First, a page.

Coastal and Marine Hazards and Resources Program

Coastal Erosion

Filter Total Items: 44
Date published: September 16, 2021
Status: Active

Using Video Imagery to Study Head of the Meadow Beach

Two video cameras are mounted on a bluff near Head of the Meadow Beach, Cape Cod National Seashore, North Truro, MA. One camera looks alongshore toward the north-northeast, and the second looks directly offshore (northeast). The cameras are part of a U.S. Geological Survey research project to study the beach and nearshore environment shared by beachgoers, shorebirds, seals, and sharks. The...

Date published: September 15, 2021
Status: Active

Coastal Habitats in Puget Sound

A Pacific Northwest icon, Puget Sound is the second-largest estuary in the United States. Its unique geology, climate, and nutrient-rich waters produce and sustain biologically productive coastal habitats. These same natural characteristics also contribute to a high quality of life that has led to growth in human population and urbanization. This growth has played a role in degrading the Sound...

Date published: September 1, 2021
Status: Active

Coastal Climate Impacts

The impacts of climate change and sea-level rise around the Pacific and Arctic Oceans can vary tremendously. Thus far the vast majority of national and international impact assessments and models of coastal climate change have focused on low-relief coastlines that are not near seismically active zones. Furthermore, the degree to which extreme waves and wind will add further stress to coastal...

Date published: August 24, 2021
Status: Active

Climate impacts to Arctic coasts

The Arctic region is warming faster than anywhere else in the nation. Understanding the rates and causes of coastal change in Alaska is needed to identify and mitigate hazards that might affect people and animals that call Alaska home.

Date published: August 11, 2021
Status: Active

USGS DUNEX Operations on the Outer Banks

DUring Nearshore Event eXperiment (DUNEX) is a multi-agency, academic, and non-governmental organization (NGO) collaborative community experiment designed to study nearshore coastal processes during storm events. The experiment began in 2019 and is scheduled for completion in the fall of 2021. USGS participation in DUNEX will contribute new measurements and models that will increase our...

Date published: August 4, 2021
Status: Completed

Woods Hole Coastal and Marine Science Center 2020 Annual Report

The U.S. Geological Survey (USGS) Woods Hole Coastal and Marine Science Center in Woods Hole, Massachusetts, is one of three centers serving the mission of the USGS Coastal/Marine Hazards and Resources Program (CMHRP). Since its authorization by Congress in 1962, the CMHRP has served as the primary Federal program for marine geology and physical science research.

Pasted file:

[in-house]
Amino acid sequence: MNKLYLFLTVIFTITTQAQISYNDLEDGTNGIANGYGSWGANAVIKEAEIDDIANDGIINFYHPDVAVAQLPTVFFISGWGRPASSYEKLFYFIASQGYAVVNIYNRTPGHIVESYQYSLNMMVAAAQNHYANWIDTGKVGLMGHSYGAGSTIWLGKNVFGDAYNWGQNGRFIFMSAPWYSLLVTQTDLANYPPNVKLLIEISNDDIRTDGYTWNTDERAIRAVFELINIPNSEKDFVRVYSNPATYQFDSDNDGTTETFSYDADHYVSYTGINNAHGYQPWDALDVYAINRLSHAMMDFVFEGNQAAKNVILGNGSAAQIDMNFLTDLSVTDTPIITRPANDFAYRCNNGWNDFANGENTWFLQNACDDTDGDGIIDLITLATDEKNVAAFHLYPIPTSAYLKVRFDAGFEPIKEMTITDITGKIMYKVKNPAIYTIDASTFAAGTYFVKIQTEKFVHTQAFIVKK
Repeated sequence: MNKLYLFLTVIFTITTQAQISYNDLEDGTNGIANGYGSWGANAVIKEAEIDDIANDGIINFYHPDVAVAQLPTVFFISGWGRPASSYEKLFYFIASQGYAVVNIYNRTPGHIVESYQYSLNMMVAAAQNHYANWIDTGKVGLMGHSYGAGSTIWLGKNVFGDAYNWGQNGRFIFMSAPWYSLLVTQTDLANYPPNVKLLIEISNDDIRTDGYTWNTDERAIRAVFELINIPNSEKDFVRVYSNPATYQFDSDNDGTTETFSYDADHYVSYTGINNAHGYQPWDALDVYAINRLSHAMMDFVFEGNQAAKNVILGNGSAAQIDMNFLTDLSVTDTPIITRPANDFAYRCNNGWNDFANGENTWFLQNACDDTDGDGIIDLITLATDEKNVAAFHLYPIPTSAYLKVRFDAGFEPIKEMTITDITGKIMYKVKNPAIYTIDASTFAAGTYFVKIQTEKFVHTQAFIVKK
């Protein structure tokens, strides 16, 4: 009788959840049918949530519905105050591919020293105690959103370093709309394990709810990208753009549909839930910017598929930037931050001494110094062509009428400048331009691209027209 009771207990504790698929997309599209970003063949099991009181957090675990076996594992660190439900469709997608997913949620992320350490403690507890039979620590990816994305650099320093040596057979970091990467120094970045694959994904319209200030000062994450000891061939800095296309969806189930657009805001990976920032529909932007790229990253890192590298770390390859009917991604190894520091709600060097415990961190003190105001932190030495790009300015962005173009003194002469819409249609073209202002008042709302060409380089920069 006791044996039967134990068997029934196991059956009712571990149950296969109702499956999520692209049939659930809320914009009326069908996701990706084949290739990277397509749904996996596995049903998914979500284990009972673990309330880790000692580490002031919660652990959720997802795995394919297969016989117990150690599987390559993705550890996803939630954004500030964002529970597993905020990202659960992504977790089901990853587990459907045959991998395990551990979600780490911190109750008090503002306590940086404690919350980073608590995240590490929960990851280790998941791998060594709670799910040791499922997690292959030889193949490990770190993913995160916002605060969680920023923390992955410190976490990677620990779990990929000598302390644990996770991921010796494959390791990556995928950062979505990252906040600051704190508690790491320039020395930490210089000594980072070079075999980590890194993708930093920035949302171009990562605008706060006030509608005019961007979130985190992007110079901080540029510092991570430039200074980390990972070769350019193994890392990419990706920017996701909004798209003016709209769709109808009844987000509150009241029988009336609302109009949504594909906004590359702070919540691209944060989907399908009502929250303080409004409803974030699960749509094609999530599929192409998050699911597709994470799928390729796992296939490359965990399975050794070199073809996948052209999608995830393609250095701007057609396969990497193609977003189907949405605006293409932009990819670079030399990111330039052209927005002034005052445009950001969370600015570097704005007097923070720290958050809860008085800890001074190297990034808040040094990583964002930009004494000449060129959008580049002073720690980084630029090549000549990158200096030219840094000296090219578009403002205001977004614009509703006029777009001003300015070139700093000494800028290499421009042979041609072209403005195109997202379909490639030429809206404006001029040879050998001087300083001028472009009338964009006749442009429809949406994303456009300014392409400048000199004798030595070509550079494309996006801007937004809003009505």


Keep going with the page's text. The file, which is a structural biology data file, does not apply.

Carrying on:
Date published: June 14, 2021
Status: Active

Remote Sensing Coastal Change

We use remote-sensing technologies—such as aerial photography, satellite imagery, structure-from-motion (SfM) photogrammetry, and lidar (laser-based surveying)—to measure coastal change along U.S. shorelines.

Date published: February 2, 2021
Status: Active

Big Sur Landslides

On California’s Big Sur coast, the steep slopes at Mud Creek suffered a catastrophic collapse (May 20, 2017). On January 28, 2021, heavy rains from a two-day storm caused debris from fire-scarred slopes to wash out another section of road at Rat Creek. USGS scientists are monitoring this 100-mile section of the California coastline, in collaboration with the CA Department of Transportation....

Date published: September 17, 2020
Status: Active

Storm-Related Barrier Island Morphological Evolution

Storms quickly and dramatically alter barrier island environments by changing adjacent seafloor morphology, eroding beaches, scarping or leveling dunes, and sometimes creating new inlets. Measuring the magnitude of barrier island sediment movement during and after storms allows us to track rates of beach recovery, dune growth, and inlet-related alterations to barrier island sediment supply....

Date published: March 19, 2020
Status: Active

Coastal Sediment Availability and Flux (CSAF)

Sediments are the foundation of coastal systems, including barrier islands. Their behavior is driven by not only sediment availability, but also sediment exchanges between barrier island environments. We collect geophysical, remote sensing, and sediment data to estimate these parameters, which are integrated with models to improve prediction of coastal response to extreme storms and sea-level...

Date published: February 14, 2020
Status: Active

Coastal Change at Fire Island, a geonarrative

For more than two decades the U.S. Geological Survey has been researching Fire Island's offshore, nearshore, and barrier island systems to better understand drivers of coastal change and evolution. This geonarrative delves into how barrier islands change and evolve, demonstrates how seasons, storms and humans change beaches, and explores the role models play in predicting what the beach might...

Date published: November 29, 2019
Status: Completed

Using Video Imagery to Study Coastal Change: Whidbey Island

From May of 2018 through November of 2019, USGS scientists collected imagery from video cameras overlooking the coast along a beach on Whidbey Island, Island County at the northern boundary of Puget Sound in western Washington.

    Contacts: Eric Grossman